Just a week after ‘the purge’ began, Deutsche Bank is closing its office in Houston as part of a strategy to pare its U.S. operations, according to an internal memo seen by Bloomberg.
As part of Deutsche’s drastic restructuring, we noted previously, the purge began last week when Deutsche fired 300 U.S.-based investment bankers on Wednesday with another 100 pink slips expected over the next 24 hours.
In total, the biggest German bank plans to cut more than 1,000 jobs, or over 10%, of total US jobs in its initial restructuring phase. According to Bloomberg, the US hosts about 10,300 Deutsche Bank employees, or about a tenth of the firm’s global workforce.
In his earnings call comments, CEO Sewing stopped short of disclosing how many of the bank’s 97,103 jobs would be let go…
… while CFO James von Moltke also gave few clues as to how much of its massive 1.4 trillion euro ($1.7 trillion) balance sheet would be shed in the process. Von Moltke estimated restructuring costs for 2018 would rise to 800 million euros, up from an earlier estimate of 500 million euros, according to Bloomberg.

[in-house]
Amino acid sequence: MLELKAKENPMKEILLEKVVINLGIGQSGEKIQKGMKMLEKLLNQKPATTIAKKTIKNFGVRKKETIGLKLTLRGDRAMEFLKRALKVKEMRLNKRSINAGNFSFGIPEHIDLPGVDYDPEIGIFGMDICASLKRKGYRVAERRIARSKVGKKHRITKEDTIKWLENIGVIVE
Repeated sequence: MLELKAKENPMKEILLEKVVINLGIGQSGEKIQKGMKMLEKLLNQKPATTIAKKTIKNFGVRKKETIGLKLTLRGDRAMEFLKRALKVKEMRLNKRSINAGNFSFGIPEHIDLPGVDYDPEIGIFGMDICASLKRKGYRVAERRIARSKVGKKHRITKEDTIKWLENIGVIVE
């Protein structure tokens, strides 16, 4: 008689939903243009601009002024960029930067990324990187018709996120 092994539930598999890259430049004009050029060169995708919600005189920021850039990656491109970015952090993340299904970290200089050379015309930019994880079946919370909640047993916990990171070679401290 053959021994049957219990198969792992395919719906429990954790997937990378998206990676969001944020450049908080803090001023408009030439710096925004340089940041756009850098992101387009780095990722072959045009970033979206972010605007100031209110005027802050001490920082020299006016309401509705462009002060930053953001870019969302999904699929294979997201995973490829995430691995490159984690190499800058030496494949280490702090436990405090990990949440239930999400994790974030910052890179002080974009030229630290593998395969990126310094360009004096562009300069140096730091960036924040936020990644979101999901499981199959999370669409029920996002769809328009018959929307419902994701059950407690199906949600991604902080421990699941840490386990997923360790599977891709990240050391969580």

“These cutbacks will be painful, but they are unfortunately unavoidable if we want to be sustainably profitable in the best interests of our bank, our clients and our investors,” Sewing said.
And now, as Bloomberg reports, the bank will now shutter its Houston office, which has over 50 staff…
“We will continue to serve our Oil and Gas clients through our debt and corporate banking treasury products,” Mark Fedorcik, co-head of the U.S. investment bank, said in the memo to staff.
“We remain committed to the U.S. Power and Utilities sector which will be re-aligned under the Industrials coverage vertical in New York.”
A spokeswoman for the company confirmed the contents of the memo.
Bloomberg notes that it wasn’t immediately clear how many jobs would be cut, and how many would be relocated to other offices.
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